Cloudpunk is one of the most beautiful pixel-graphic games that you will likely see, and this is especially true if you happen to enjoy heavily urbanized sci-fi worlds that look like Blade Runner. In fact, even the constant rain and the fact that you are always traveling at night makes it even more like that movie’s unique and futuristic world.
Yes, the artwork is comprised of pixels. So if you look closely at your character during one of those rare scenes where the camera angle lets you get really close, like on the balcony of her apartment, she will look a bit like a Lego person, or perhaps like an advanced Minecraft character. The same can be said of things like trees, of which there are a few planted here and there throughout the city. Cars and buildings are also pixelated, but those are both large enough, and sufficiently blocky to begin with, that you wont really notice. For the most part, because the camera angle is kept pretty far back from the action, you really won’t notice that it’s pixel art. And as pixel art goes, it’s pretty amazing anyway. Developer Ion Lands did a great job setting the atmosphere of the city and the game world.
You play a young woman named Rania who comes from outside the city of Nivalis, where the game takes place. Nivalis is monstrous. I can’t tell if the entire city is floating in the clouds, but at certain points you can go really far down and it seems that way. In any case, Nivalis has a lot of height, with entire levels that seem like little cities in themselves, existing on top of one another. There are also warp points that can take you to other parts of the city, which in turn has their own multi-leveled city environments. It almost seems endless.
Because there is so much vertical space, it makes sense that the game lets you traverse the world of Cloudpunk in a hover car. While there are illuminated roadway areas that you can drive within, and doing so makes you go a little faster, you can literally pilot your vehicle anywhere in the city from high up above it all to way down below in the dirty alleyways. In fact, with almost no traffic running outside of those dedicated roadways, it’s often a lot easier to make your own path to your destination.
You take a job in the city working for Cloudpunk, which is a quasi-legal delivery service that asks no questions about the packages it transports. You basically travel to point A to pick up a package and then to point B to drop it off. You travel around the city in your vehicle, but often times have to land and walk around for that last mile of package delivery. In fact, some of the most challenging gameplay comes from trying to find a parking spot and then navigating the maze of a city on foot to find your drop-off or delivery points.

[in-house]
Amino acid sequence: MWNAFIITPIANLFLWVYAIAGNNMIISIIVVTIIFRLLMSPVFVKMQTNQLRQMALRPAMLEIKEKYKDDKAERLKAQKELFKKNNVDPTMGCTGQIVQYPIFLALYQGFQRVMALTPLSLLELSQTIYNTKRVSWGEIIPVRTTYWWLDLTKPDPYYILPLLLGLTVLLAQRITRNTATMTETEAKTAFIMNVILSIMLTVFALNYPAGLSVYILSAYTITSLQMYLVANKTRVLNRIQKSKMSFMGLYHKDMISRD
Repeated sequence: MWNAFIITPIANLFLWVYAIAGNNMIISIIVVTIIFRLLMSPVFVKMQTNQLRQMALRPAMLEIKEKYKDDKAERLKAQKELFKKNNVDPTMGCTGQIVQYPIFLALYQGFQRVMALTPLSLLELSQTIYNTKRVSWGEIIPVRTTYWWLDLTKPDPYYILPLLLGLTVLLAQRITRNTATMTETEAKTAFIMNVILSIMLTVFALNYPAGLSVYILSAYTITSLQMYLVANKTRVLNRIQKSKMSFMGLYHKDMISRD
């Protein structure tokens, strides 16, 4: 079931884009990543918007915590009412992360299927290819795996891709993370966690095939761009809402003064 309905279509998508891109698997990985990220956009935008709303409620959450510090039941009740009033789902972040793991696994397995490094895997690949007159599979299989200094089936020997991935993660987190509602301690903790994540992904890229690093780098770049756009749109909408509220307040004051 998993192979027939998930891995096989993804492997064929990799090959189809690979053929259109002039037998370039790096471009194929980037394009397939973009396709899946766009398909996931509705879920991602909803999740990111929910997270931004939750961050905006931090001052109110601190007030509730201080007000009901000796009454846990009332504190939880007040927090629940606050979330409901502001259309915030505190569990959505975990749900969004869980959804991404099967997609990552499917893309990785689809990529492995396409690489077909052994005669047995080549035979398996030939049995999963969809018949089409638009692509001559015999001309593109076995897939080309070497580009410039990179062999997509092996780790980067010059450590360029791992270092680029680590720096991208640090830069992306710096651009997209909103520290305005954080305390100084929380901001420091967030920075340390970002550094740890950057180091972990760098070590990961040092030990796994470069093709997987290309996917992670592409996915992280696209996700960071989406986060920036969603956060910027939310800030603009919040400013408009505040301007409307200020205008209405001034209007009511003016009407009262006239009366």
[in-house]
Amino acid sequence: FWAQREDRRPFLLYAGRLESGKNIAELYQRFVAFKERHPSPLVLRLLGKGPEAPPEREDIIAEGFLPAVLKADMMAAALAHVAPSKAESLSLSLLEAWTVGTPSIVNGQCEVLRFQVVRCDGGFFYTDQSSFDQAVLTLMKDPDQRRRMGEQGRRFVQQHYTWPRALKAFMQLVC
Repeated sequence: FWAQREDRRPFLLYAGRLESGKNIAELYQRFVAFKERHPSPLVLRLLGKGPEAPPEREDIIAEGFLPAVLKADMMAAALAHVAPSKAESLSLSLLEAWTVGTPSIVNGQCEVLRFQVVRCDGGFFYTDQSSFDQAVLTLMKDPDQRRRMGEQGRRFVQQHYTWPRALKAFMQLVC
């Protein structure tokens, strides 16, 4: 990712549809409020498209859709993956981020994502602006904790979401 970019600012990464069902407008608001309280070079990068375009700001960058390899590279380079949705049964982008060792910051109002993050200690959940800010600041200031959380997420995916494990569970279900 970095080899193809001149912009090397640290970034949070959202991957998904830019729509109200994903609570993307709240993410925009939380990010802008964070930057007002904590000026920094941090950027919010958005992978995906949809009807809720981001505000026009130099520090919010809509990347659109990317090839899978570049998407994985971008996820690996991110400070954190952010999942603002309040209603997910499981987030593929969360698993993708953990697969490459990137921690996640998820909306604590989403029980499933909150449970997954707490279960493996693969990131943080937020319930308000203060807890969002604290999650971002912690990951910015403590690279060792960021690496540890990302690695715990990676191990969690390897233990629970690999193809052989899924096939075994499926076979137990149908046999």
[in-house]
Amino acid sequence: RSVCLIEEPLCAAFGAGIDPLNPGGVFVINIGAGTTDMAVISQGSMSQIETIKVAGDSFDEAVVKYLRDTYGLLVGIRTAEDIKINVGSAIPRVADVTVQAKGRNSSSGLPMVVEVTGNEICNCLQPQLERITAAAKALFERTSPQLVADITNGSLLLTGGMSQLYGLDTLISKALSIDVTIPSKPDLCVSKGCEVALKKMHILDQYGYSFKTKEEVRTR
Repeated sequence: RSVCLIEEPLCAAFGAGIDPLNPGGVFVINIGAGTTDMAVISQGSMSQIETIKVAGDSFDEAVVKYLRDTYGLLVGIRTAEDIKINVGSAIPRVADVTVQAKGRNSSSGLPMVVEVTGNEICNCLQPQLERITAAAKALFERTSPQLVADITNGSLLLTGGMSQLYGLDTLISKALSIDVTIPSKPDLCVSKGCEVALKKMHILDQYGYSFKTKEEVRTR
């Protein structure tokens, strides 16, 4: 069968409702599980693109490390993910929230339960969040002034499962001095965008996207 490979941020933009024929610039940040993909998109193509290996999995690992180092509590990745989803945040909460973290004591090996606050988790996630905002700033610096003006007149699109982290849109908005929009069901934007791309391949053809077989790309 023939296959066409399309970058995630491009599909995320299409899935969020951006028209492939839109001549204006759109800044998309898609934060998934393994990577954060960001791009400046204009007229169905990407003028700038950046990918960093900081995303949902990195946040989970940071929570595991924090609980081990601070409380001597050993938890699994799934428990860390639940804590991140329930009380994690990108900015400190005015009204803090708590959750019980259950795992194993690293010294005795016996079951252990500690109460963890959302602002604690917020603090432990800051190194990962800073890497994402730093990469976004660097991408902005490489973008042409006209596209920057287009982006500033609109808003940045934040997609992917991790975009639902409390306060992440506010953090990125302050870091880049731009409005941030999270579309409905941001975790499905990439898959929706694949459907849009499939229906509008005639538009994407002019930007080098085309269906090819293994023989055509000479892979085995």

On rare occasions you might have a choice or a moral dilemma about where or who to drop a package off to, but for the most part it really doesn’t matter. The whole package delivery mechanic really only exists to advance the story, which is quite interesting.
As Rania travels she gets to talk to a lot of people from customers and random strangers to her Cloudpunk dispatcher, and even her sentient dog AI who acts as a lovable if dim-witted companion. Everyone has a real voice, which is very nice and totally unexpected. And the voice acting is actually really well-done too. It’s nice to find an indie game where you don’t have to read dialog text all the time. The fact that the game has full voice support makes it an even more relaxing experience. Kudos to Ion Lands for going this extra mile for players. It’s highly appreciated.
In terms of gameplay, there is not much in the way of challenges. I don’t think you can ever fail a mission, and even though sometimes you are told to hurry up, you are never really in much of a rush. Cloudpunk just lets you chill out and explore its beautiful metropolis. Sure, you sometimes interact with dangerous people, but are never really in any danger. They are just there to make the story more compelling.
As an experienced gamer, I didn’t think I would enjoy the low challenge level offered by Cloudpunk, but I ended up under its spell anyway. It’s a nice game to sit back and play, doing fairly easy tasks while experiencing a good story in a tremendously mesmerizing environment. In these extremely stressful times, it was a blessing to be able to relax for a few hours in the Cloudpunk universe after a challenging day in the real world. Do yourself a favor and spend a little time in the clouds. Those packages won’t deliver themselves.